He would secure some forbidden article of food and ostentatiously appear to be eating it with the greatest enjoyment until he caught Collingwood’s eye; a large circular doughnut or a chocolate eclair delicately poised between his thumb and finger were his favorite instruments for torturing his captain’s peace of mind. He would contrive to be seen just as he was on the point of taking the first bite; then he would reluctantly lay the tidbit down.
“It’s a hard life, this being a near athlete,” he grumbled. “Sitting at a table with a lot of uncongenial pups like you fellows.—Mr. Upton, Blake’s kicking me; make him quit, sir.—Not allowed to eat half the things the rest of you do, and not allowed either to get any of the training-table grub. Well, I never did think of self, so I can endure it better than most.”
The others jeered. But Westby, however he might complain, was faithful at practice and accepted good-naturedly his position upon the second eleven, and the hard battering to which every one on the second eleven was subjected.
The day when he got round Morrill, the first eleven’s left end, and scored a touchdown—the only one which in that week of practice the second eleven scored—brought him so much applause that he began really to think there might be a chance of his ousting Dennison from the regular position. When that notion entered his head he ceased to be facetious about the training; he became suddenly as serious as Collingwood himself. But in spite of that, he remained Dennison’s substitute.
The Saturday set for the game with the Harvard Freshmen was an Indian Summer day. In the early morning mist wreathed the low meadows and the edges of the pond; it seemed later to dissipate itself through all the windless air in haze. The distant hills were blue and faint, the elms in the soft sunlight that filtered down had a more golden glow.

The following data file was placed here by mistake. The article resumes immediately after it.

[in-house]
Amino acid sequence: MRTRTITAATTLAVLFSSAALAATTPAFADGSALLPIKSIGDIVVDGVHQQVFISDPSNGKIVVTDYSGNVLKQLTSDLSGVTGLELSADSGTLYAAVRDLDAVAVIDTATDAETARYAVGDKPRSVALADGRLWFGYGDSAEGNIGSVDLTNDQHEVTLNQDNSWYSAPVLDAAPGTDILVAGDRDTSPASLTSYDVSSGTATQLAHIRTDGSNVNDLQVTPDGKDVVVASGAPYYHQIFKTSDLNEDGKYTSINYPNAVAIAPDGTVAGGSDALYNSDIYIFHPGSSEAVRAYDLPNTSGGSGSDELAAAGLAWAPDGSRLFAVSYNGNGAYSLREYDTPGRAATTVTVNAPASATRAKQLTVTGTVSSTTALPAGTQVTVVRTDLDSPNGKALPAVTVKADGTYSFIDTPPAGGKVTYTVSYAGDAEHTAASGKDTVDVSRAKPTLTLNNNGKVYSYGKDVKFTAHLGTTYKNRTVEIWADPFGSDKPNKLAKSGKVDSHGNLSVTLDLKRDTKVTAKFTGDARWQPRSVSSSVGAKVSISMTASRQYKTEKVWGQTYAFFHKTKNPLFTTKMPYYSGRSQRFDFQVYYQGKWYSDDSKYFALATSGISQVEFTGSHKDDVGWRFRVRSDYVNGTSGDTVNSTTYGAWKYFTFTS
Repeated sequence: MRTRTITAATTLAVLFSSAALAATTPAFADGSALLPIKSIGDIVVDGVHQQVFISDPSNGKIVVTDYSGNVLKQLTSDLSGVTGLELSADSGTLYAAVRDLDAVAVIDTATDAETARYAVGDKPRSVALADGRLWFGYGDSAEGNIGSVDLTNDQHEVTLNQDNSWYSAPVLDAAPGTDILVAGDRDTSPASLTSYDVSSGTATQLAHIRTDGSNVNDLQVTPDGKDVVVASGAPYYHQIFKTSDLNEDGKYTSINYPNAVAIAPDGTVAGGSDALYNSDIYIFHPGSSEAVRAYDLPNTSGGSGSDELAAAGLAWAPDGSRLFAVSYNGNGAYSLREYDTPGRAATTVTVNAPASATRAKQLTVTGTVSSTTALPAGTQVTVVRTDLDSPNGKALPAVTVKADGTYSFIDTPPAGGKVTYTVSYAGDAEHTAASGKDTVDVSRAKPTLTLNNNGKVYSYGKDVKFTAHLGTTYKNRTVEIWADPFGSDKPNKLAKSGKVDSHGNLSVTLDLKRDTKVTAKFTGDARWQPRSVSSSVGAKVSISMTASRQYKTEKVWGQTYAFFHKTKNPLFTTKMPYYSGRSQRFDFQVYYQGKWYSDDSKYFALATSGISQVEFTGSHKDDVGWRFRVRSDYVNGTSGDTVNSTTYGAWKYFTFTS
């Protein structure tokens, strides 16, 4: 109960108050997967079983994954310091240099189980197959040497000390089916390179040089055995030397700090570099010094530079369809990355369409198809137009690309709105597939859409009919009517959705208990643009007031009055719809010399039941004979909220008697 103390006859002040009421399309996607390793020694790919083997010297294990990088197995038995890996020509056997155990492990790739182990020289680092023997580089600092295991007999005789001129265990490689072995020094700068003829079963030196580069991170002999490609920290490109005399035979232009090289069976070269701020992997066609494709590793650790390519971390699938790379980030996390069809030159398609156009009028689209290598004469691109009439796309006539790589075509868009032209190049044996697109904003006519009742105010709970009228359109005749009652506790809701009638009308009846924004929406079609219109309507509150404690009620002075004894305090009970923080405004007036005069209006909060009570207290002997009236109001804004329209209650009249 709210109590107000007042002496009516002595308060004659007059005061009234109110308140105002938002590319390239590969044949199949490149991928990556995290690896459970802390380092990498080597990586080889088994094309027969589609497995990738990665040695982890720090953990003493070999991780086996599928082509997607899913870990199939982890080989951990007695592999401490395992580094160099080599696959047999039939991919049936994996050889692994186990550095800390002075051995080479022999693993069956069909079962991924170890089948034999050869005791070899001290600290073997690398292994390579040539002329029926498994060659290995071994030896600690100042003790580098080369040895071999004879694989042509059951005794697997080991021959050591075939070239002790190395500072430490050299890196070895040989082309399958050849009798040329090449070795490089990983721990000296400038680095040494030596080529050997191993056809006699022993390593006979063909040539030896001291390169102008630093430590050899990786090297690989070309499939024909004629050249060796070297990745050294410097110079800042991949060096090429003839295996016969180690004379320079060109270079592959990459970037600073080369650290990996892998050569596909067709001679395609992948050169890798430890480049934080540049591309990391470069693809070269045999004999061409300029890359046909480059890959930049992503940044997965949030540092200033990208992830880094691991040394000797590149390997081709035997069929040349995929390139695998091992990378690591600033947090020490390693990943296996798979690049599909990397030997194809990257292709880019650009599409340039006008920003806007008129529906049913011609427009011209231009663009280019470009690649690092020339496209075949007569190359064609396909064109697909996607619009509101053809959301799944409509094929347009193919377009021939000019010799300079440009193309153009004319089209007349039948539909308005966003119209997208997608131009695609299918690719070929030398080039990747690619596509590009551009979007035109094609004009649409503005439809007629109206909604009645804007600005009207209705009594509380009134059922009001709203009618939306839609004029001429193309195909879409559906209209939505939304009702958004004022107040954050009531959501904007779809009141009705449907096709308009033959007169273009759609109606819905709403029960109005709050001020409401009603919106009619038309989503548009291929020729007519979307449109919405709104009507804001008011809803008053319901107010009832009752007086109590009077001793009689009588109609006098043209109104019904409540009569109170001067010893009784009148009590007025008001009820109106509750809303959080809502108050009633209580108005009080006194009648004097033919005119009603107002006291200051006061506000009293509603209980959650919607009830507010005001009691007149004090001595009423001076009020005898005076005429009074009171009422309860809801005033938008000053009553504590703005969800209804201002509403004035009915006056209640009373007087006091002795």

“Great day,” was the salutation that one heard everywhere; “great day for the game.”
Now and then in his morning classes Irving’s thoughts would wander, there would be a gentle rush of excitement in his veins. He would turn his mind firmly back to his work; he did not do any less well that day because his heart was singing happily.
In three hours more—in two—in one—he was going to see Lawrence again; he wondered if he would find his brother much changed. Only two months had passed since they had parted; yet in that time how remote Lawrence had grown in Irving’s eyes from the Lawrence of the Ohio farm!
The bell announcing the noon recess rang; Irving dismissed his last class. He hurried down the stairs almost as madly as the Fourth Formers themselves; the train on which the Harvard Freshmen were coming was due ten minutes before; already Lawrence and the others must have started on the two-mile drive out to the School.
In front of the Study building most of the older boys and many of the younger were congregated, awaiting the arrival of the visitors. Irving walked about among the groups impatiently, now and then looking at his watch. He passed Westby and Collingwood, who were standing together by the gate.